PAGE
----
Can I tell if a number is spoofed?

More often than not, you can’t tell for certain that a number calling or texting you is spoofed. That said, the vast majority of phone calls coming to your phone, especially those that share your area code and exchange number, are likely to be spoofed calls. A rule of thumb is to let calls from unknown numbers go to voicemail. 

What does it mean to have your number spoofed?

Having your number spoofed means that someone has illegitimately masked their real number (usually using VoIP services) by replacing it with your number. That way, any call recipients will see your number displayed via Caller ID instead of the call sender’s actual number.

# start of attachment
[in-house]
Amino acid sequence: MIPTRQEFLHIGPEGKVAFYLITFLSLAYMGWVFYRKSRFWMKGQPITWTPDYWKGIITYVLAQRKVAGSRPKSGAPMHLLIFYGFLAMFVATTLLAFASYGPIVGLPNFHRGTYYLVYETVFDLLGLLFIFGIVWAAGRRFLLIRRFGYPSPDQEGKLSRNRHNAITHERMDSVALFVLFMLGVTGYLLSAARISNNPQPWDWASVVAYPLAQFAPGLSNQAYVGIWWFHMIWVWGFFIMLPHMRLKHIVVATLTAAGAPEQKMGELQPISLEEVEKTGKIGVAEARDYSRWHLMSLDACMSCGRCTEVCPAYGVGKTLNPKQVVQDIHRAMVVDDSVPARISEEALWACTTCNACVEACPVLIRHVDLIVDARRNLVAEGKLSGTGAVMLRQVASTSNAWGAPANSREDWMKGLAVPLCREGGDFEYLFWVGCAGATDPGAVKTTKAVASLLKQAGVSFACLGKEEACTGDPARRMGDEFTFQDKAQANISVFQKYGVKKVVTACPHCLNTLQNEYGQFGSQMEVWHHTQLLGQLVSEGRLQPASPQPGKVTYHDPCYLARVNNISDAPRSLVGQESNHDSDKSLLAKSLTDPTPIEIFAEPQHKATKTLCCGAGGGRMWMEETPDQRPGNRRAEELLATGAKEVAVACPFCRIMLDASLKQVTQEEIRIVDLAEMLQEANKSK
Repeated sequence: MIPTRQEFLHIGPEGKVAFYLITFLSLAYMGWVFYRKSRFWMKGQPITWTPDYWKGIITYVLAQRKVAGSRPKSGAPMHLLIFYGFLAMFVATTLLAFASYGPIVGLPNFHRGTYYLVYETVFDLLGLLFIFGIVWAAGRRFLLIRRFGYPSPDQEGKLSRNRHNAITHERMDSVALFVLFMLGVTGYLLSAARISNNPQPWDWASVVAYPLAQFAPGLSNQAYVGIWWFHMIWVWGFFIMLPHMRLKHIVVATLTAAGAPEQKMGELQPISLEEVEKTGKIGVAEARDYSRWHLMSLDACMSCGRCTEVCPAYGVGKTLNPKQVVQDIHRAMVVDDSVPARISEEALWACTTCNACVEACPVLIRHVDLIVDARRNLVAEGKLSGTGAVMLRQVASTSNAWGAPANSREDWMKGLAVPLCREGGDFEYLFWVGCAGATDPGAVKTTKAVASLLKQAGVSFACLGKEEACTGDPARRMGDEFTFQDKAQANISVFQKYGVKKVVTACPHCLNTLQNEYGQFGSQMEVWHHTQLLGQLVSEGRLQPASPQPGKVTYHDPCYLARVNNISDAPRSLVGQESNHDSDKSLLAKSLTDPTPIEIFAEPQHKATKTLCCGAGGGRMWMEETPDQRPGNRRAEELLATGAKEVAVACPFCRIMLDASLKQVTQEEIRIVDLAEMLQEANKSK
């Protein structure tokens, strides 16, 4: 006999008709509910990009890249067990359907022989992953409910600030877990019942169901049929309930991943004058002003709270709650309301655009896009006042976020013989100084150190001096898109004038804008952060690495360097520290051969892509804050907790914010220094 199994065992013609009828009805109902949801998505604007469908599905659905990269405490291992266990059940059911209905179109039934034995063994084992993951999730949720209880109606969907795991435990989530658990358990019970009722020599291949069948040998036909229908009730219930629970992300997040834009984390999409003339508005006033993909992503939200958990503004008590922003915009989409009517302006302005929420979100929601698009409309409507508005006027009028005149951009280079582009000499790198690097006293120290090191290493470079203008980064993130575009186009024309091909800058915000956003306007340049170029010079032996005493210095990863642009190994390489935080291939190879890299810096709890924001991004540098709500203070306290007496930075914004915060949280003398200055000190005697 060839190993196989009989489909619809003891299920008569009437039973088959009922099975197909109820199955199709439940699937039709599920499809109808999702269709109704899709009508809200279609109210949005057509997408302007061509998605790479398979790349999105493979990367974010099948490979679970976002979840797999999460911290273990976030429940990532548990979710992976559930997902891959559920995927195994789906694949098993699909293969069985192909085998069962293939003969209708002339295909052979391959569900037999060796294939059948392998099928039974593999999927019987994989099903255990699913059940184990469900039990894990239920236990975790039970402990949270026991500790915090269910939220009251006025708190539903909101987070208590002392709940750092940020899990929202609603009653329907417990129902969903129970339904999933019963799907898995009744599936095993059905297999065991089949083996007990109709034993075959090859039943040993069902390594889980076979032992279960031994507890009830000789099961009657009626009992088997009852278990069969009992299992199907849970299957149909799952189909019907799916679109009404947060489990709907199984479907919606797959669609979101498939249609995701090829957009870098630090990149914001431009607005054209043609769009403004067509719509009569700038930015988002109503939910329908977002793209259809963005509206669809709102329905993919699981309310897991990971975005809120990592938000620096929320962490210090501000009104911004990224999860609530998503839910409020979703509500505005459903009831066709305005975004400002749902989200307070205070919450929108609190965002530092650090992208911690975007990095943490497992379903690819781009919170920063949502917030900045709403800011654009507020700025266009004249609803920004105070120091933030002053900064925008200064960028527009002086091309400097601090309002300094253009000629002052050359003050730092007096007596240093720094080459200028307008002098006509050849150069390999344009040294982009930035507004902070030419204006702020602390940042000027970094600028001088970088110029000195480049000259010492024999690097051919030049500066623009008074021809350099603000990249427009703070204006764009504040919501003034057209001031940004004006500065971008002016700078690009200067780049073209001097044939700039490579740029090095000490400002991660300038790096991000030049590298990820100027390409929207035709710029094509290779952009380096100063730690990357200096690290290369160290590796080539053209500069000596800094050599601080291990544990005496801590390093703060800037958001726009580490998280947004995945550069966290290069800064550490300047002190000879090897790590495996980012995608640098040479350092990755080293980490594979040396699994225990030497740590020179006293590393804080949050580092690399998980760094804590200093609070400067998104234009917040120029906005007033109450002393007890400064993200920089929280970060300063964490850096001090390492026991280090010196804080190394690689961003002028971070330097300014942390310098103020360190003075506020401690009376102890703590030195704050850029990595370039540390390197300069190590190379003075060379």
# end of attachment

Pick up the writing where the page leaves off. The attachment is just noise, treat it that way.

Can you prevent your phone number from being spoofed?

Unfortunately, you cannot. Whether your number can or cannot be spoofed is really dependent upon whether a scammer has your data and has the resources available to spoof your number. There is currently no way to block scammers from spoofing your number.

Can you find out who spoofed you?

Sadly, you will most likely be unable to find out who was spoofing you. Scammers just spoof one number; they spoof hundreds or thousands of numbers using technology that allows them to easily mask their real identity and location. If a scammer gets caught, they will get fined or potentially worse, but you may never know which scammer was spoofing your number.